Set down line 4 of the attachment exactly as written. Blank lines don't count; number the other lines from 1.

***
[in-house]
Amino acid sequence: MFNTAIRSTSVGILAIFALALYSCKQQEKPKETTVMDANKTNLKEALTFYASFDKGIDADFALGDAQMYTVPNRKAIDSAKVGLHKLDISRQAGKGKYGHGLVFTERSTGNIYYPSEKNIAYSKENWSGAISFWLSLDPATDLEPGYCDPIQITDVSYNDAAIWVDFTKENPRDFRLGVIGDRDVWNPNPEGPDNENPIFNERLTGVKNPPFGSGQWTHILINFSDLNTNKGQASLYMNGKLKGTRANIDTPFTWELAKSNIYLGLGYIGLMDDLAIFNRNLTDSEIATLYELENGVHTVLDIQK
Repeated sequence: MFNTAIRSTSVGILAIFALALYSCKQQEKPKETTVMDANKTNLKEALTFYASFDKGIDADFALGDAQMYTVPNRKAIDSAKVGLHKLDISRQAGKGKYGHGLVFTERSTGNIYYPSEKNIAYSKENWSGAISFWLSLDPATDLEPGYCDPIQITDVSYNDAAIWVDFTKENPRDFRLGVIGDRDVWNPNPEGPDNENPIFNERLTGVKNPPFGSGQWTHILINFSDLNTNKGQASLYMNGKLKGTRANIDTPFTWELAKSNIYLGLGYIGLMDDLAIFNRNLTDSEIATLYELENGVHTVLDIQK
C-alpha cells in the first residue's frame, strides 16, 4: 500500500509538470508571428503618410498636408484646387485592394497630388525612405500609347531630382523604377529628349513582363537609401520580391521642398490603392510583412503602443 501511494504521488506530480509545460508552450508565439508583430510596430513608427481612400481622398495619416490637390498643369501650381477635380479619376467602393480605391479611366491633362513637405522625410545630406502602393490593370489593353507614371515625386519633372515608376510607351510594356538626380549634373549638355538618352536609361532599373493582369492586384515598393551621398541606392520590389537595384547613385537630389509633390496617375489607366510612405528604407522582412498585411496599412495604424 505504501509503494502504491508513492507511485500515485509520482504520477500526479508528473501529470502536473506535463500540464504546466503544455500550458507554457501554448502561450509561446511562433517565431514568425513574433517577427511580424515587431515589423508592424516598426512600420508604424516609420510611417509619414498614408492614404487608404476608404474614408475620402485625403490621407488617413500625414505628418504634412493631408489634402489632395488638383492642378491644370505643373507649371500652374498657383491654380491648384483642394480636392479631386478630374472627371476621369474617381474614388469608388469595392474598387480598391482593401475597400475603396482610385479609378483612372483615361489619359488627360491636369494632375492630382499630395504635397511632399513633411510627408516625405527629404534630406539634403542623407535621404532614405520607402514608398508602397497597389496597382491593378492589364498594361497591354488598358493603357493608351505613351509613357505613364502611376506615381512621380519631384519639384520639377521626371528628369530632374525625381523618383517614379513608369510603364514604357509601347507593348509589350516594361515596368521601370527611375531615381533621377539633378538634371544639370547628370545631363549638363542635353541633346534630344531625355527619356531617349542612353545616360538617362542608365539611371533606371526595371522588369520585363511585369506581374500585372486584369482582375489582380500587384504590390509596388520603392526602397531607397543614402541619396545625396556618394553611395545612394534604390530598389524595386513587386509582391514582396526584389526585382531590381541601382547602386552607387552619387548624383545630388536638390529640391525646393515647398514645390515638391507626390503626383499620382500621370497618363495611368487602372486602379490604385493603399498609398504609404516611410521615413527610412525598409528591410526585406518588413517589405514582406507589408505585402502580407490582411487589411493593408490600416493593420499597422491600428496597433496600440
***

C-alpha cells in the first residue's frame, strides 16, 4: 500500500509538470508571428503618410498636408484646387485592394497630388525612405500609347531630382523604377529628349513582363537609401520580391521642398490603392510583412503602443 501511494504521488506530480509545460508552450508565439508583430510596430513608427481612400481622398495619416490637390498643369501650381477635380479619376467602393480605391479611366491633362513637405522625410545630406502602393490593370489593353507614371515625386519633372515608376510607351510594356538626380549634373549638355538618352536609361532599373493582369492586384515598393551621398541606392520590389537595384547613385537630389509633390496617375489607366510612405528604407522582412498585411496599412495604424 505504501509503494502504491508513492507511485500515485509520482504520477500526479508528473501529470502536473506535463500540464504546466503544455500550458507554457501554448502561450509561446511562433517565431514568425513574433517577427511580424515587431515589423508592424516598426512600420508604424516609420510611417509619414498614408492614404487608404476608404474614408475620402485625403490621407488617413500625414505628418504634412493631408489634402489632395488638383492642378491644370505643373507649371500652374498657383491654380491648384483642394480636392479631386478630374472627371476621369474617381474614388469608388469595392474598387480598391482593401475597400475603396482610385479609378483612372483615361489619359488627360491636369494632375492630382499630395504635397511632399513633411510627408516625405527629404534630406539634403542623407535621404532614405520607402514608398508602397497597389496597382491593378492589364498594361497591354488598358493603357493608351505613351509613357505613364502611376506615381512621380519631384519639384520639377521626371528628369530632374525625381523618383517614379513608369510603364514604357509601347507593348509589350516594361515596368521601370527611375531615381533621377539633378538634371544639370547628370545631363549638363542635353541633346534630344531625355527619356531617349542612353545616360538617362542608365539611371533606371526595371522588369520585363511585369506581374500585372486584369482582375489582380500587384504590390509596388520603392526602397531607397543614402541619396545625396556618394553611395545612394534604390530598389524595386513587386509582391514582396526584389526585382531590381541601382547602386552607387552619387548624383545630388536638390529640391525646393515647398514645390515638391507626390503626383499620382500621370497618363495611368487602372486602379490604385493603399498609398504609404516611410521615413527610412525598409528591410526585406518588413517589405514582406507589408505585402502580407490582411487589411493593408490600416493593420499597422491600428496597433496600440